ABC's controversial new reality series, Welcome to the Neighborhood, was abruptly canceled before its scheduled July 10 premiere after drawing fire from a diverse group of organizations.
The series follows three wealthy, conservative white families who live in an Austin, Texas, development as they choose a new neighbor to move into a house on their street. The families hope to find a match with people similar to themselves but instead must choose from a group that includes black, Hispanic, and Asian families; two gay white men with an adopted black child; a Wiccan couple; a heavily tattooed and pierced couple; and a poor white family. The prejudices of the choosing families are exposed and ultimately, according to ABC, overcome.
Civil rights groups such as the National Fair Housing Alliance and the Gay and Lesbian Alliance Against Defamation voiced concerns over the series, as the first few episodes depict instances of homophobia and racism without consequence. GLAAD spokesperson Damon Romine says that this might leave viewers with the impression that discrimination is "no big deal."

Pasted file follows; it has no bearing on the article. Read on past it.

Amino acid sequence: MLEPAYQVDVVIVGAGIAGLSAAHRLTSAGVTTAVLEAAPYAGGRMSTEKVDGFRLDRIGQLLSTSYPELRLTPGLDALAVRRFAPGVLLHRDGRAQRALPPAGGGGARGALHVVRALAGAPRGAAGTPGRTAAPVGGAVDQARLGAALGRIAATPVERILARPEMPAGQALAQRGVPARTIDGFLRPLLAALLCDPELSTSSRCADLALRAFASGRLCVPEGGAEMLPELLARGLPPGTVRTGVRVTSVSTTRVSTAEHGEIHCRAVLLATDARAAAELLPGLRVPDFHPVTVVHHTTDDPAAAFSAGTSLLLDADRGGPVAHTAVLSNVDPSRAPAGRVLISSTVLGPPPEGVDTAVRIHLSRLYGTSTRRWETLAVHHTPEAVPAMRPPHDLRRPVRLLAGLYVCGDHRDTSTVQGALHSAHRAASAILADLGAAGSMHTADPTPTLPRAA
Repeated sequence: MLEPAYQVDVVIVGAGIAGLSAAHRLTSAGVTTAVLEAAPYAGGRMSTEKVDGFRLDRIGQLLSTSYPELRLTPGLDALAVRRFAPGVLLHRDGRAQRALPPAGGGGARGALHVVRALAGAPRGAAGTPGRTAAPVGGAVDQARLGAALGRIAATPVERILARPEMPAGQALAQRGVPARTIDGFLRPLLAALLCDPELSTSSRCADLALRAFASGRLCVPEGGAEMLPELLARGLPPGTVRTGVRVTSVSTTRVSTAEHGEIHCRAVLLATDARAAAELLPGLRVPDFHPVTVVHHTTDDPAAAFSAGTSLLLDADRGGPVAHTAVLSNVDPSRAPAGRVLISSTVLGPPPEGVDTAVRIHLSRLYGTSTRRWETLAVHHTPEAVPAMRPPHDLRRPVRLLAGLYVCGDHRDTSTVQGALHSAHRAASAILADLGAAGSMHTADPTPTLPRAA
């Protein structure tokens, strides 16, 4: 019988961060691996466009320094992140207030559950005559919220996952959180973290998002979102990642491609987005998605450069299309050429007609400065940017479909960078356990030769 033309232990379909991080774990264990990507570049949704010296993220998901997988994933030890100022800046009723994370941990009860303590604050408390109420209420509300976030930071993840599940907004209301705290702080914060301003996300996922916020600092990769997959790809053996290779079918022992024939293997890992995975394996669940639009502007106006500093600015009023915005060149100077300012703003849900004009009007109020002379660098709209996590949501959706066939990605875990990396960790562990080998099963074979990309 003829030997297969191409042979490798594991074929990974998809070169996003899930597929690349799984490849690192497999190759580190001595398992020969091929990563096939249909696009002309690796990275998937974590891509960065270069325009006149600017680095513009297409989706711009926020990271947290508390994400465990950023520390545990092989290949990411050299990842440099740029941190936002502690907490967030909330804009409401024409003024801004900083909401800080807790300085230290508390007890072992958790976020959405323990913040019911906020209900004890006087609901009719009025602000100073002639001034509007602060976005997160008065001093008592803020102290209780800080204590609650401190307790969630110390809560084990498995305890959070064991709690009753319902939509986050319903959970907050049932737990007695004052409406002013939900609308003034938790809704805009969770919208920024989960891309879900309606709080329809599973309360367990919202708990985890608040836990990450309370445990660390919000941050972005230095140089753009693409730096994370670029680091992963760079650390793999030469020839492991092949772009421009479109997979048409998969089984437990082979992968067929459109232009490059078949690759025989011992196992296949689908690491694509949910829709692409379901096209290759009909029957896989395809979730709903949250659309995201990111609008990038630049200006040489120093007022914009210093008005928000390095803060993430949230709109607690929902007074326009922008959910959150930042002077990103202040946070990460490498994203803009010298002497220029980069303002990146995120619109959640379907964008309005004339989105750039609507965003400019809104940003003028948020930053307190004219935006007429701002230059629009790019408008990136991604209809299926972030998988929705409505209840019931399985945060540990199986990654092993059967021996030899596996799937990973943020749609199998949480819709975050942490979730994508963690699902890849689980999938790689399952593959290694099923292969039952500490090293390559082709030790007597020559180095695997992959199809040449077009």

"Regardless of how things turn out at the end of the last show, it's dangerous to let intolerance and bigotry go unchallenged for weeks at a time," he said.
Conservatives took offense at the premise of the series as well, as demonstrated by the Family Research Council, which was worried that the "devoted Christians" would be portrayed as judgmental and intolerant.
ABC bowed to the public outcry, and on Wednesday the network released the following statement: "Our intention with Welcome to the Neighborhood was to show the transformative process that takes place when people are forced to confront preconceived notions of what makes a good neighbor, and we believe the series delivers exactly that. However, the fact that true change happens only over time made the episodic nature of this series challenging, and given the sensitivity of the subject matter in early episodes, we have decided not to air the series at this time."